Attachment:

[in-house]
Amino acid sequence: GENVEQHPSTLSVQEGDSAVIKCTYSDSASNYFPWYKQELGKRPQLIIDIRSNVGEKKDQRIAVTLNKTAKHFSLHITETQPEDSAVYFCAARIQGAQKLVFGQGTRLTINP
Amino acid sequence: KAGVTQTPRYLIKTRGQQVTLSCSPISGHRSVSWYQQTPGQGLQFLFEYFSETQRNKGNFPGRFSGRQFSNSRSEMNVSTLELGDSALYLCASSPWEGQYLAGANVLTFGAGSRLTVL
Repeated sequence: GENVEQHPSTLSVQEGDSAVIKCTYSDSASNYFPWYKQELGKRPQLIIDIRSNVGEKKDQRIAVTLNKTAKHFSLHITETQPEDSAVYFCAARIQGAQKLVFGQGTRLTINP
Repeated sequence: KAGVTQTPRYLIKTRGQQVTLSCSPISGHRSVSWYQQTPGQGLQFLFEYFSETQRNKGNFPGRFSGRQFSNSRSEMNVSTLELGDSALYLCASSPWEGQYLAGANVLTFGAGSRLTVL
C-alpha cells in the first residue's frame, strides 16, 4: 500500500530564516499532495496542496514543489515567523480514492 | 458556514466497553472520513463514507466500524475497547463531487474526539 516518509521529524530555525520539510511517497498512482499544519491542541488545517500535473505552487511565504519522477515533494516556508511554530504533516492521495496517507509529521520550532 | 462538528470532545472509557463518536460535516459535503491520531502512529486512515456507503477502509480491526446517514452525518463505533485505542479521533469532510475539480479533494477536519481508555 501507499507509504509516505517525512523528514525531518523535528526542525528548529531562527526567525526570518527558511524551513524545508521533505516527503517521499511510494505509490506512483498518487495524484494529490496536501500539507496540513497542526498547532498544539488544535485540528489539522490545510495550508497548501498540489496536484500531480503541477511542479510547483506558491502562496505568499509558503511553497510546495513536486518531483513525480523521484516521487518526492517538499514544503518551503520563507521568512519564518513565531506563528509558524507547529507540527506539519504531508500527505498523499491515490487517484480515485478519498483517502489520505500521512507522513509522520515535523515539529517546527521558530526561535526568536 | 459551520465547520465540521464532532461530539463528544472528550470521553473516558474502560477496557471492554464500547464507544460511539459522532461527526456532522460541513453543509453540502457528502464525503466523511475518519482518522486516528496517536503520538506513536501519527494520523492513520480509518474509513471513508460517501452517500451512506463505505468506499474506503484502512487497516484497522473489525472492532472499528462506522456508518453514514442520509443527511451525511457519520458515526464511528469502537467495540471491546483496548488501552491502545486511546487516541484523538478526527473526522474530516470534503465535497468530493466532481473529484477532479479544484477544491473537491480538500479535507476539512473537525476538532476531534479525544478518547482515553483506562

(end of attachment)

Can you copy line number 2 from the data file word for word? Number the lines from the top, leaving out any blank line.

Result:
Amino acid sequence: GENVEQHPSTLSVQEGDSAVIKCTYSDSASNYFPWYKQELGKRPQLIIDIRSNVGEKKDQRIAVTLNKTAKHFSLHITETQPEDSAVYFCAARIQGAQKLVFGQGTRLTINP